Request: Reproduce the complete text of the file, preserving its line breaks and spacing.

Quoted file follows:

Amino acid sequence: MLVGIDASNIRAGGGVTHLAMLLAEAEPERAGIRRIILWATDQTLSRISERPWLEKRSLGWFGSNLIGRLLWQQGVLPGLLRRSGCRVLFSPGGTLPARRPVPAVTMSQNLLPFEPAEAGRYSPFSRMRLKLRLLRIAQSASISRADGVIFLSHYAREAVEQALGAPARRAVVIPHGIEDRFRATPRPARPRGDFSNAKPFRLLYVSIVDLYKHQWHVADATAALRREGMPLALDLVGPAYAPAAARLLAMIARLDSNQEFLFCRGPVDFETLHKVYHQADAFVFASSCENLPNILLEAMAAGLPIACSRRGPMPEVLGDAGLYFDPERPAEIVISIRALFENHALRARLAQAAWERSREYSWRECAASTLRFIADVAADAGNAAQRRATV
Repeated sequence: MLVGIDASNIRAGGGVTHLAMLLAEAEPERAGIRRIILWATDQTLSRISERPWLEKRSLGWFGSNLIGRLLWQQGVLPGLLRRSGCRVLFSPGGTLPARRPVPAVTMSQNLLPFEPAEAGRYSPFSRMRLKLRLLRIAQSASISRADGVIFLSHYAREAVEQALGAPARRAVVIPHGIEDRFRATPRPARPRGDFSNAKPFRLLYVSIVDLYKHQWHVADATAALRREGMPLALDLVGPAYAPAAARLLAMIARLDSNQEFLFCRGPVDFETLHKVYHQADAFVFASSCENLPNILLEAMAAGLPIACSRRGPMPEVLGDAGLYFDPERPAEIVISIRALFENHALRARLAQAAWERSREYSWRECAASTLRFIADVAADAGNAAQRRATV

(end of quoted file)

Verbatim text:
Amino acid sequence: MLVGIDASNIRAGGGVTHLAMLLAEAEPERAGIRRIILWATDQTLSRISERPWLEKRSLGWFGSNLIGRLLWQQGVLPGLLRRSGCRVLFSPGGTLPARRPVPAVTMSQNLLPFEPAEAGRYSPFSRMRLKLRLLRIAQSASISRADGVIFLSHYAREAVEQALGAPARRAVVIPHGIEDRFRATPRPARPRGDFSNAKPFRLLYVSIVDLYKHQWHVADATAALRREGMPLALDLVGPAYAPAAARLLAMIARLDSNQEFLFCRGPVDFETLHKVYHQADAFVFASSCENLPNILLEAMAAGLPIACSRRGPMPEVLGDAGLYFDPERPAEIVISIRALFENHALRARLAQAAWERSREYSWRECAASTLRFIADVAADAGNAAQRRATV
Repeated sequence: MLVGIDASNIRAGGGVTHLAMLLAEAEPERAGIRRIILWATDQTLSRISERPWLEKRSLGWFGSNLIGRLLWQQGVLPGLLRRSGCRVLFSPGGTLPARRPVPAVTMSQNLLPFEPAEAGRYSPFSRMRLKLRLLRIAQSASISRADGVIFLSHYAREAVEQALGAPARRAVVIPHGIEDRFRATPRPARPRGDFSNAKPFRLLYVSIVDLYKHQWHVADATAALRREGMPLALDLVGPAYAPAAARLLAMIARLDSNQEFLFCRGPVDFETLHKVYHQADAFVFASSCENLPNILLEAMAAGLPIACSRRGPMPEVLGDAGLYFDPERPAEIVISIRALFENHALRARLAQAAWERSREYSWRECAASTLRFIADVAADAGNAAQRRATV